The Ranting of an Uneducated Reactionary
by Oscar Phillips
Outskirts Press

"…the AIM of any actual HATRED on the right, albeit conceivably misguided, is to build America up while the AIM of true HATRED on the left is to tear America down."

This is a passionate work of political and social opinion from a self-declared, self-educated, far-right conservative who has actively engaged in political discourse, essay and letter writing, and opining over the course of decades. His lengthy collection includes previously published material as well as recurring chapter installments titled "Opinionated Bits and Pieces," which offer a variety of views that may prove either intriguing or offensive to readers across the political spectrum. They showcase a perspective the author calls "Anti-socialism" that devolves into almost comically aggressive antisemitism by the end. The book shares ideas about freedom of speech and thought, economic equality, socialism, feminism, racism, perception, optics, and Jews. Indeed, unsourced and uncited generalizations about the left, liberals, and Jews comprise much of the book's meat through lengthy arguments about forms of collective government and the presumption that certain Americans want changes the author finds objectionable.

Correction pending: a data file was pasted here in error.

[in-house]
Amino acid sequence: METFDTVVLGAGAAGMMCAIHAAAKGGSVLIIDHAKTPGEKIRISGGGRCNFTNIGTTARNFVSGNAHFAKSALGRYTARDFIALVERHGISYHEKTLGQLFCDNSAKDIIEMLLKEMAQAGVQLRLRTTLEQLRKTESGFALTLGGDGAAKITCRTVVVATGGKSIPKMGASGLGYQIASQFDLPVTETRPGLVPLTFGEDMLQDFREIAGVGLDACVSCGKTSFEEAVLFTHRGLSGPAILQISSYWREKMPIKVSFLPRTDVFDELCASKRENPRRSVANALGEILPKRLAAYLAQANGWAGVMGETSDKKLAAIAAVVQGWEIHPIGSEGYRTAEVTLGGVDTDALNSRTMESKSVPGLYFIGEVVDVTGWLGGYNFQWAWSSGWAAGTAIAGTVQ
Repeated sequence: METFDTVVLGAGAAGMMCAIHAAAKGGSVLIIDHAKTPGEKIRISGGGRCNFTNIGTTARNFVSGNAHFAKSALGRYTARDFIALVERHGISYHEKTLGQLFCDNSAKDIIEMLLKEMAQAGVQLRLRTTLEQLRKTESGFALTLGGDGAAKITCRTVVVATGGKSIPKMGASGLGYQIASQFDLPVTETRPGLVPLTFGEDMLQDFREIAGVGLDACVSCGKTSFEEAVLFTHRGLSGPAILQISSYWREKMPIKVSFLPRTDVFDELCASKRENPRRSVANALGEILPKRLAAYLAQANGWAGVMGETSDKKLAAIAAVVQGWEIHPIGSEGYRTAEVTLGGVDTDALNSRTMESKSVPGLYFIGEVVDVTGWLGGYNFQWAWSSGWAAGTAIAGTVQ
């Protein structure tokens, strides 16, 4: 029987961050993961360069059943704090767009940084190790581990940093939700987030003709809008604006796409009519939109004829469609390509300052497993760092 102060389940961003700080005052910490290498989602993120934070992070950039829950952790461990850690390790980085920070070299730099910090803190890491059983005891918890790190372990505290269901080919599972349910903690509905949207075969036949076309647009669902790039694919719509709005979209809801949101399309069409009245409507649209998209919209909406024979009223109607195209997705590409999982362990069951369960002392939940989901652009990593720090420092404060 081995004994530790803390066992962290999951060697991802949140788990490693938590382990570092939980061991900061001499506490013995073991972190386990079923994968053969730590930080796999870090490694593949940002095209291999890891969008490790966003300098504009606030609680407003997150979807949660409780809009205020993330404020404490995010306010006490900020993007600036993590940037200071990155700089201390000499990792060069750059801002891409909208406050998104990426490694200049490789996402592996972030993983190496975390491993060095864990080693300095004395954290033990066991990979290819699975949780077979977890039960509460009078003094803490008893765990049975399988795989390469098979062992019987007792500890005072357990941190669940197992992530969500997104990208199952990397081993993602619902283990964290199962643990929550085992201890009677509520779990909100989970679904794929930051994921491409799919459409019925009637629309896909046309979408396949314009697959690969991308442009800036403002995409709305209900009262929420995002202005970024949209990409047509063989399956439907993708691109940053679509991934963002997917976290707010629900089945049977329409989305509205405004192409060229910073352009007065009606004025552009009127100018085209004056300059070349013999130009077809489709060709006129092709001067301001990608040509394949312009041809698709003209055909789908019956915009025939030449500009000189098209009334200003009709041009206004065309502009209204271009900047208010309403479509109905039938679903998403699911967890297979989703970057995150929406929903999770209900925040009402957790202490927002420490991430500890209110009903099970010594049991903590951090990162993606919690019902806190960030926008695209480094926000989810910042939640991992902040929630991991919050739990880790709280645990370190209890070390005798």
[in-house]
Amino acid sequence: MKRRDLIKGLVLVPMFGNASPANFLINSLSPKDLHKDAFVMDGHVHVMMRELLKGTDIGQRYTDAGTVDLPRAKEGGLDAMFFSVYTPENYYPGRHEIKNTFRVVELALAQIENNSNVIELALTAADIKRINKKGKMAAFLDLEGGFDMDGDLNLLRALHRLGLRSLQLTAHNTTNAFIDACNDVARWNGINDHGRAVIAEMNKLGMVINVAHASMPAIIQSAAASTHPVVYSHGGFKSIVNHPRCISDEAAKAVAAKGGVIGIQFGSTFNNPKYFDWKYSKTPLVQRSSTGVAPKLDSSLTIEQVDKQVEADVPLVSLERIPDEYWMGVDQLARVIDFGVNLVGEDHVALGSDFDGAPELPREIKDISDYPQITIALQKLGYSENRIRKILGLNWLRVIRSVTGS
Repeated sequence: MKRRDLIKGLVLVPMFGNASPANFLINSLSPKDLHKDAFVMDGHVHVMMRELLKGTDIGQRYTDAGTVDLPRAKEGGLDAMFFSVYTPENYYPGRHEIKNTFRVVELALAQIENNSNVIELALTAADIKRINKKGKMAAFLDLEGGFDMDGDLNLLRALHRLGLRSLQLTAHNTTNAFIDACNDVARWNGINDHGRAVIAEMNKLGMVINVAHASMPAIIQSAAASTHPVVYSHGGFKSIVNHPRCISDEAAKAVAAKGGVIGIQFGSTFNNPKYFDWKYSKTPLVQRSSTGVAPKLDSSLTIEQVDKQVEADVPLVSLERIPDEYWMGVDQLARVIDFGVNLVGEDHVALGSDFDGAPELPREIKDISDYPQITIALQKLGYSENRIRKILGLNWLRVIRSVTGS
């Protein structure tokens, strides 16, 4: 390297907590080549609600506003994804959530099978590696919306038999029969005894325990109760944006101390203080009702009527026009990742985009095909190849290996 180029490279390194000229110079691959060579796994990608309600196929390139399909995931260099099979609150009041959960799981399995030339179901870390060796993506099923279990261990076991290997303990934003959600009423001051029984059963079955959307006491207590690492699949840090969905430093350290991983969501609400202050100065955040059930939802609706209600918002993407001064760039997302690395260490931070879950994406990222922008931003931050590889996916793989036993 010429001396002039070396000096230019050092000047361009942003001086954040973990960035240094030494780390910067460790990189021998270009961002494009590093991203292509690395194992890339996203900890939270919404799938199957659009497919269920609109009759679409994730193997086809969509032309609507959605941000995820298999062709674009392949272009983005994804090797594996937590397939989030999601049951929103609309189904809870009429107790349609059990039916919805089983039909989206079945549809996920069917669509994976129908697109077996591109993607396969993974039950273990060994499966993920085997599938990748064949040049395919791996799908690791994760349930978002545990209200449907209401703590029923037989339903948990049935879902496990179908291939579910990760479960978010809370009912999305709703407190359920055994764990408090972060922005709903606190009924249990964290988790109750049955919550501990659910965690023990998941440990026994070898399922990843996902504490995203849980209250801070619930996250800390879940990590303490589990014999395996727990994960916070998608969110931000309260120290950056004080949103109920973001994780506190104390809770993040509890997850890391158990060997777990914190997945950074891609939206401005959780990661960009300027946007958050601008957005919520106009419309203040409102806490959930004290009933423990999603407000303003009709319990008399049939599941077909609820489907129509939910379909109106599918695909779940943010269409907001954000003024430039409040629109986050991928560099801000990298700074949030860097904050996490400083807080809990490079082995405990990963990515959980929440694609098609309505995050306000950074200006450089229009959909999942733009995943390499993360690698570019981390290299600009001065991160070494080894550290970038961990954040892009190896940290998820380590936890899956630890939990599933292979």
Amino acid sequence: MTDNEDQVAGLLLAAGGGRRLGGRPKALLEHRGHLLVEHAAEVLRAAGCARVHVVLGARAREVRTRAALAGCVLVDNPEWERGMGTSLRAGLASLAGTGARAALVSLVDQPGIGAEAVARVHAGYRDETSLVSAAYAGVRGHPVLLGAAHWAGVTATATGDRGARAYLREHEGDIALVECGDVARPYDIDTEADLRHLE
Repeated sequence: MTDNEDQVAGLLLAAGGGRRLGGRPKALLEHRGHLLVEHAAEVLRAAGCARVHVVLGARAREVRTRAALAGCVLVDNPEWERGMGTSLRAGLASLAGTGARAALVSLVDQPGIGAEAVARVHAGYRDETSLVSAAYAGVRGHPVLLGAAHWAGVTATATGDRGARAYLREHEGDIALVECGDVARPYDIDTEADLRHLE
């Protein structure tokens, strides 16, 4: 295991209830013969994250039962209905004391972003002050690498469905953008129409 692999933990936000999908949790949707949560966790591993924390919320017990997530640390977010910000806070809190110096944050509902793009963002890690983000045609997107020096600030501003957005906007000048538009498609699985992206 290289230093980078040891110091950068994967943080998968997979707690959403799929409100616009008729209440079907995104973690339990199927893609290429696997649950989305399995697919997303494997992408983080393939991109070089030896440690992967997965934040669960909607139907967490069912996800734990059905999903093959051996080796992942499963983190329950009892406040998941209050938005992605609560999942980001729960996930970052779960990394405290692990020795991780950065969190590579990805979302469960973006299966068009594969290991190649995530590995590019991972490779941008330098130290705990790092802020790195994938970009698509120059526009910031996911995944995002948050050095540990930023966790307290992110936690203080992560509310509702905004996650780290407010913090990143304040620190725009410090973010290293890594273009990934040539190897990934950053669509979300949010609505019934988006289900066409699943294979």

Students of political discourse may find familiar material here. Ideas such as a "far leftist" is one who "hates America," a retelling of actress/activist Jane Fonda's infamous trip to Vietnam fifty years ago, and the perception that former First Lady Michelle Obama suffers "seething resentment" play like a record with well-worn grooves. Also familiar is the content of a chapter titled "The Jewish Question Revisited," where the author asserts strong negative and generalized beliefs about American Jews. A final chapter that cheerfully renames Beatles songs with references to Holocaust atrocities and stereotypical Jewish insults reads like a tired internet meme and detracts from the author's stated intent of more elevated commentary. Clearly, this is provocative material intended to stir up a reaction in the book's readers, and, in this, the author succeeds. Whether one agrees or disagrees with the views expressed, Phillips' book will undoubtedly spark some dialogue among its readership.

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